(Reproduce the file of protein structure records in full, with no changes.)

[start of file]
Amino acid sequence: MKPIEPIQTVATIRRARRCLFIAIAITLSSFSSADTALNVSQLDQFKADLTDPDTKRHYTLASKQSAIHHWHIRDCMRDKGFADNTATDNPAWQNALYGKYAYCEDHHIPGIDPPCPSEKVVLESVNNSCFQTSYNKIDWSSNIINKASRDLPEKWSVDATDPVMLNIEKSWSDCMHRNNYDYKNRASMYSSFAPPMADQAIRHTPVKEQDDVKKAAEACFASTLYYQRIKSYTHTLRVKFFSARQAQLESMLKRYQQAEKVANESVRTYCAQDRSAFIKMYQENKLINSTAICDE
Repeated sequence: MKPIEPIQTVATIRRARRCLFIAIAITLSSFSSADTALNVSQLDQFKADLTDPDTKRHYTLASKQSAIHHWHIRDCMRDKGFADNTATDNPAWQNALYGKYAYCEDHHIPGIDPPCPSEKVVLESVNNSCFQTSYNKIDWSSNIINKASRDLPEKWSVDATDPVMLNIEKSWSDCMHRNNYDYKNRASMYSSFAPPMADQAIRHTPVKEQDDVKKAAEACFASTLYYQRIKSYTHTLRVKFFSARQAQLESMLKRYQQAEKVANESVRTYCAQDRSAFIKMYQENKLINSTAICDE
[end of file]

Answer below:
Amino acid sequence: MKPIEPIQTVATIRRARRCLFIAIAITLSSFSSADTALNVSQLDQFKADLTDPDTKRHYTLASKQSAIHHWHIRDCMRDKGFADNTATDNPAWQNALYGKYAYCEDHHIPGIDPPCPSEKVVLESVNNSCFQTSYNKIDWSSNIINKASRDLPEKWSVDATDPVMLNIEKSWSDCMHRNNYDYKNRASMYSSFAPPMADQAIRHTPVKEQDDVKKAAEACFASTLYYQRIKSYTHTLRVKFFSARQAQLESMLKRYQQAEKVANESVRTYCAQDRSAFIKMYQENKLINSTAICDE
Repeated sequence: MKPIEPIQTVATIRRARRCLFIAIAITLSSFSSADTALNVSQLDQFKADLTDPDTKRHYTLASKQSAIHHWHIRDCMRDKGFADNTATDNPAWQNALYGKYAYCEDHHIPGIDPPCPSEKVVLESVNNSCFQTSYNKIDWSSNIINKASRDLPEKWSVDATDPVMLNIEKSWSDCMHRNNYDYKNRASMYSSFAPPMADQAIRHTPVKEQDDVKKAAEACFASTLYYQRIKSYTHTLRVKFFSARQAQLESMLKRYQQAEKVANESVRTYCAQDRSAFIKMYQENKLINSTAICDE